Thursday, 5 October 2017: 08:40
National Harbor 14 (Gaylord National Resort and Convention Center)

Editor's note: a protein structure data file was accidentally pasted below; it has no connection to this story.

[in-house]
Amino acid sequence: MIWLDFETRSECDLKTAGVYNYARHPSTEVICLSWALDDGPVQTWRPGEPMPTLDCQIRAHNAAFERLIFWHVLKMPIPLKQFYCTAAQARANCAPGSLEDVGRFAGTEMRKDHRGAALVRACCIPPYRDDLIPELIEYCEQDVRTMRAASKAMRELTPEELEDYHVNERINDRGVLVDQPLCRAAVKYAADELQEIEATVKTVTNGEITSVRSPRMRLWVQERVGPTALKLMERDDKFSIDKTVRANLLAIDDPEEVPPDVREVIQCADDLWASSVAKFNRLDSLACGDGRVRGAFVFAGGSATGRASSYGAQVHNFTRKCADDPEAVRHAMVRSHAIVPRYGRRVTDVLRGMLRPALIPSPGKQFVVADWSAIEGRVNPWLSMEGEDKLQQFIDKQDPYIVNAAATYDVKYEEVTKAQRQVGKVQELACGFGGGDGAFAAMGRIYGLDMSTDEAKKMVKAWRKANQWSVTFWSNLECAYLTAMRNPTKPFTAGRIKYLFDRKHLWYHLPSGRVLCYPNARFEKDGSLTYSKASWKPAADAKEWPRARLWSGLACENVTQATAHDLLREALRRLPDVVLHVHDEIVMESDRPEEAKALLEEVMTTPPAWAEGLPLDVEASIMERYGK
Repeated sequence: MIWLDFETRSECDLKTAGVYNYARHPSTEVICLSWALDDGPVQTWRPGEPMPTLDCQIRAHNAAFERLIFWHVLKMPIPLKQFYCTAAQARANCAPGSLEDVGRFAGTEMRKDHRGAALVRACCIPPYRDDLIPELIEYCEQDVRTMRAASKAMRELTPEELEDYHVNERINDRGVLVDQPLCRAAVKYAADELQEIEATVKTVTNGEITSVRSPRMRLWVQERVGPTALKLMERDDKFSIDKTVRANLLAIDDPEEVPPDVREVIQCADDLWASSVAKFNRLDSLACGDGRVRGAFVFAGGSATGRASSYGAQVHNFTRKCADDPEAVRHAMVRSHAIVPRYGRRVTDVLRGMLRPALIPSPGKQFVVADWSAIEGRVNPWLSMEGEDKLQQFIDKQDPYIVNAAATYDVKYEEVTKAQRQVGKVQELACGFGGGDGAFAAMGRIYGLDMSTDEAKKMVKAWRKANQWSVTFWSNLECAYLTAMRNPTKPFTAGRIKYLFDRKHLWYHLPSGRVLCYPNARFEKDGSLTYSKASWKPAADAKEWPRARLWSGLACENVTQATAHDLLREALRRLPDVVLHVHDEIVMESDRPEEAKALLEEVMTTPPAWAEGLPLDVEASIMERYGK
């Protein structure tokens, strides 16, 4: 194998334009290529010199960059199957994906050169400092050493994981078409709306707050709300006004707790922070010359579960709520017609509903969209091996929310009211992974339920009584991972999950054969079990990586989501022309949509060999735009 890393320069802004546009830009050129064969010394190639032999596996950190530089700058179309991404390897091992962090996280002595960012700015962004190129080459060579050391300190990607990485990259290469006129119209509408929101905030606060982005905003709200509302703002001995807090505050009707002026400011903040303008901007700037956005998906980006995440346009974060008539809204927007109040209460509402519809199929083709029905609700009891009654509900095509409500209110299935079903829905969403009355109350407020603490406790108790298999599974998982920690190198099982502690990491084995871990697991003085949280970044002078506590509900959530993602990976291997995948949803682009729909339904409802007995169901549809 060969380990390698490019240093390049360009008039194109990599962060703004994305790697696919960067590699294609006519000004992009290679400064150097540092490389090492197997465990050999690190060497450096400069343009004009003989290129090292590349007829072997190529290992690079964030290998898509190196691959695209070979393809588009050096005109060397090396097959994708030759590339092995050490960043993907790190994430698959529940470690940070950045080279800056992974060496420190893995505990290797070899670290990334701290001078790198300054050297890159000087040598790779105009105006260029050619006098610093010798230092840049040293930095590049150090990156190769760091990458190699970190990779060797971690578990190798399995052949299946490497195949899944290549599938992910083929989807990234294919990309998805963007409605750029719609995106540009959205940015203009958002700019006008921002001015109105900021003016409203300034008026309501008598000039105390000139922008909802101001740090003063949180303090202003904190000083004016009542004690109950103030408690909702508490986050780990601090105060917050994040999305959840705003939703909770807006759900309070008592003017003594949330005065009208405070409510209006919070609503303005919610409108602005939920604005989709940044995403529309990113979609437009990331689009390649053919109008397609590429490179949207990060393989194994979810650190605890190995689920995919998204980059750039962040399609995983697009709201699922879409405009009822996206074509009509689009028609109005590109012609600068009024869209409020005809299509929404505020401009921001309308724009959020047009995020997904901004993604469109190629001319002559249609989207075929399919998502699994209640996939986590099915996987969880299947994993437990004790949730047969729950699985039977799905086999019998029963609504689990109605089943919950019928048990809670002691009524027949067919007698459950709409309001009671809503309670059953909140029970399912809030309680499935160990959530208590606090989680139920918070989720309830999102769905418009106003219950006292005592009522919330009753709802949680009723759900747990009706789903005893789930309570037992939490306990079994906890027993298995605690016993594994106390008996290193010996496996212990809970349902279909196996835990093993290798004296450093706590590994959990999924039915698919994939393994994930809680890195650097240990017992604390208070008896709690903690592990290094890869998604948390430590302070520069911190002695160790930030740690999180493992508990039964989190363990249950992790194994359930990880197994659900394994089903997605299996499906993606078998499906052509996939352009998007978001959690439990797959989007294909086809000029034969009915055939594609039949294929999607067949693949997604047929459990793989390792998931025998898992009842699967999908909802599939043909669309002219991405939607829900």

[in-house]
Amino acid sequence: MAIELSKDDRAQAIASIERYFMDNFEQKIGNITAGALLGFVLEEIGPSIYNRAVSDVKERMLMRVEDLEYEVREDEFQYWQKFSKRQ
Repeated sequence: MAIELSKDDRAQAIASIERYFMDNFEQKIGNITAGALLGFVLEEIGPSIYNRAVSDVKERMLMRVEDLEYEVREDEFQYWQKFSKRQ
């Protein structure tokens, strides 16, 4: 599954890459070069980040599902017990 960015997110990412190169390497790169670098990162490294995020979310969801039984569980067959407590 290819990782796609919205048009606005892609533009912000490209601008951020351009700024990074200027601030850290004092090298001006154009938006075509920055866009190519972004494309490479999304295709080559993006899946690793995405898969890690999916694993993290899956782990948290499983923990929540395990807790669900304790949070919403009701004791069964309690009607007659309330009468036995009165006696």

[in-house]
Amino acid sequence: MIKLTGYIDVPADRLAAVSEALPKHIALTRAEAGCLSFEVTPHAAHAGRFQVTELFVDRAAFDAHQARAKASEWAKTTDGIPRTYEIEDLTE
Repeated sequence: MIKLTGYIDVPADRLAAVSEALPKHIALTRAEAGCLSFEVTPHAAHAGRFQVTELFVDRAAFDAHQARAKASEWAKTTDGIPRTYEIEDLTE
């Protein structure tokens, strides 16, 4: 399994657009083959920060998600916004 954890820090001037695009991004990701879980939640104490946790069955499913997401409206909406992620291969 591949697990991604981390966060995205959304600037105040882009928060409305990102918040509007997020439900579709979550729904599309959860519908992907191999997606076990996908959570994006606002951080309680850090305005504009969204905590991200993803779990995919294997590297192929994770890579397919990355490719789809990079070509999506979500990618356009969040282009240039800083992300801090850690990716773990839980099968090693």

The polymer electrolyte membrane (PEM) is one of the principal components for polymer electrolyte fuel cells. As the phase separation is considered one of the primary factors affecting its performance, the morphological properties of PEM have been studied experimentally and theoretically. Under good solvent conditions for the polymer backbone, where solvents dissolve the backbone chains, ionomers exhibit polyelectrolyte-type behavior, forming loose ionic aggregates. In sufficiently polar solvents, ionomer backbones undergo aggregation and phase separation. This process results in the formation of a solid PEM at high ionomer concentration. Perfluorosulfonic acid (PFSA) ionomers such as Nafion (developed by DuPont) are currently the principal electrolyte and separator materials adopted for use as PEMs. Chemically, Nafion is a random copolymer that consists of hydrophilic sulfonate groups and a hydrophobic polytetrafluoroethylene backbone, which together form microphase-separated higher-order structures. Under sufficiently hydrated conditions, PEMs exhibit high mechanical robustness, warranted by hydrophobic backbone segments, as well as good water retention and high proton conductivity, conferred by the high volumetric ion density. The characterization of the ionomer structures has been extensively studied using experimental measurements such as small-angle neutron scattering (SANS), wide-angle neutron scattering (WANS), small-angle X-ray scattering (SAXS), and nuclear magnetic resonance (NMR). They observed that hydrophobic backbones of Nafion form the cylindrical-like core of self-assembled ionomer structures while ionic groups are located at the periphery of this aggregates. Based on a combination of scattering and microscopy, the rod-like aggregates in well-hydrated PEMs were observed. The proton conductivity and mechanical strength of solution-cast membranes are correlated with the properties of ionomer dispersions in solutions. Theoretically, while most of studies have primarily focused on the solid membrane state with water volume fraction significantly below 50%, ionomer aggregations in solutions can also be an important phenomenon to understand the self-assembly behaviors of ionomers as key structure-forming elements in ionomer films. In this study, ionomer aggregations in water/alcohol solutions have been investigated using coarse-grained (CG) molecular dynamics simulations to understand the dependence of aggregation behaviors on the water and alcohol fractions. The use of CG models is a valuable tool to prove the time and length scales of systems beyond what is feasible with traditional all atom models. Our model has been developed based on the MARTINI force fields, which is in close connection with more detailed atomistic models in terms of thermodynamic data, in particular hydration/partitioning free energies. The whole CG model of Nafion copolymer, as shown in Fig. 1, includes a part of the atomistic level configuration of a Nafion chain. A three-monomer unit of polytetrafluoroethylene (PTFE) (-(CF2)3-) are coarse-grained as a spherical bead of diameter 0.47 nm, and one side chain is coarse-grained as two spherical beads. This model is comparable to the inter-distance of ~2 nm between side chains and a side chain length of ~1 nm in the Nafion ionomer with EW = 1100. To include the effect of polarization in water model, which is significant at the interfaces between water and other phases and in the vicinity of charged particles. The initial configurations were generated by randomly placing 15 ionomer chains in a box with periodic boundary condition in all directions. Water and 1-propanol CG beads were then added based on the water/1-propanol molar fractions. All the solutions were fixed at an ionomer concentration of 5 wt%. The equilibration of the systems was first carried out with NPT MD simulations at T = 300 K and P = 1 atm for 100 ns. The additional NPT ensemble for 50 ns was then performed for the production. The dependence of NPA content on the ionomer structures was studied by systematically changing the NPA content in the system. It was found that ionomers form the bundle-like structures with cylindrical shape as shown in Fig. 2, which are in general agreement with cylindrical-like structures found in experimental scattering measurements of Nafion solutions. The ionomer aggregation size was found to tend to be larger and more dispersive at higher NPA contents, although the ionomers aggregated into one cluster at all NPA contents.